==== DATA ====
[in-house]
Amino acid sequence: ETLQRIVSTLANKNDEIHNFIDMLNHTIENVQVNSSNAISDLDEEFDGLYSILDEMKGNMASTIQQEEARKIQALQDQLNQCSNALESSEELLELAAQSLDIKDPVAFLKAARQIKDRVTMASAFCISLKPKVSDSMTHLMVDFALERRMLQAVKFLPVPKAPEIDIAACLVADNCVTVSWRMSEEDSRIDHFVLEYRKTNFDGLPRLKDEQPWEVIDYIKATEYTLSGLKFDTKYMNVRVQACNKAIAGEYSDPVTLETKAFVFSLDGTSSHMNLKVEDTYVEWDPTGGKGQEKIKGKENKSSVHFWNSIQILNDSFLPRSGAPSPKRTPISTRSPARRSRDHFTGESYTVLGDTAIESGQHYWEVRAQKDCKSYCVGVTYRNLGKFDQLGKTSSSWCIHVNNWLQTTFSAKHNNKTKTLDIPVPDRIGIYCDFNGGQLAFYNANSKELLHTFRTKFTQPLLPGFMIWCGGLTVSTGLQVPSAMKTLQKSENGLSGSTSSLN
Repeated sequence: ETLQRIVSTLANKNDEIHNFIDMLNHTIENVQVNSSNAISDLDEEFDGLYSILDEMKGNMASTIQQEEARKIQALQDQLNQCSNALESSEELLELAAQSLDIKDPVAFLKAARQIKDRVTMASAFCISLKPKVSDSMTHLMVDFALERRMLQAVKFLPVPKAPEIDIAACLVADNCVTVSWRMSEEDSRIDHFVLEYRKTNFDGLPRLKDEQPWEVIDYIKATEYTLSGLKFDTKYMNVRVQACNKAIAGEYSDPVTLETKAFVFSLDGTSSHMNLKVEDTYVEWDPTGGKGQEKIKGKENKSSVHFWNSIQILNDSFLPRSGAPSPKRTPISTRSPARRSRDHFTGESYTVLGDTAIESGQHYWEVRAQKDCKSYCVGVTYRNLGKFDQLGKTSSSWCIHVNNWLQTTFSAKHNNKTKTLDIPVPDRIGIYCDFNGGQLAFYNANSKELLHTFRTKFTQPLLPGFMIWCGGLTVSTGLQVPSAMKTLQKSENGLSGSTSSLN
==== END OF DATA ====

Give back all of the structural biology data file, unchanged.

[in-house]
Amino acid sequence: ETLQRIVSTLANKNDEIHNFIDMLNHTIENVQVNSSNAISDLDEEFDGLYSILDEMKGNMASTIQQEEARKIQALQDQLNQCSNALESSEELLELAAQSLDIKDPVAFLKAARQIKDRVTMASAFCISLKPKVSDSMTHLMVDFALERRMLQAVKFLPVPKAPEIDIAACLVADNCVTVSWRMSEEDSRIDHFVLEYRKTNFDGLPRLKDEQPWEVIDYIKATEYTLSGLKFDTKYMNVRVQACNKAIAGEYSDPVTLETKAFVFSLDGTSSHMNLKVEDTYVEWDPTGGKGQEKIKGKENKSSVHFWNSIQILNDSFLPRSGAPSPKRTPISTRSPARRSRDHFTGESYTVLGDTAIESGQHYWEVRAQKDCKSYCVGVTYRNLGKFDQLGKTSSSWCIHVNNWLQTTFSAKHNNKTKTLDIPVPDRIGIYCDFNGGQLAFYNANSKELLHTFRTKFTQPLLPGFMIWCGGLTVSTGLQVPSAMKTLQKSENGLSGSTSSLN
Repeated sequence: ETLQRIVSTLANKNDEIHNFIDMLNHTIENVQVNSSNAISDLDEEFDGLYSILDEMKGNMASTIQQEEARKIQALQDQLNQCSNALESSEELLELAAQSLDIKDPVAFLKAARQIKDRVTMASAFCISLKPKVSDSMTHLMVDFALERRMLQAVKFLPVPKAPEIDIAACLVADNCVTVSWRMSEEDSRIDHFVLEYRKTNFDGLPRLKDEQPWEVIDYIKATEYTLSGLKFDTKYMNVRVQACNKAIAGEYSDPVTLETKAFVFSLDGTSSHMNLKVEDTYVEWDPTGGKGQEKIKGKENKSSVHFWNSIQILNDSFLPRSGAPSPKRTPISTRSPARRSRDHFTGESYTVLGDTAIESGQHYWEVRAQKDCKSYCVGVTYRNLGKFDQLGKTSSSWCIHVNNWLQTTFSAKHNNKTKTLDIPVPDRIGIYCDFNGGQLAFYNANSKELLHTFRTKFTQPLLPGFMIWCGGLTVSTGLQVPSAMKTLQKSENGLSGSTSSLN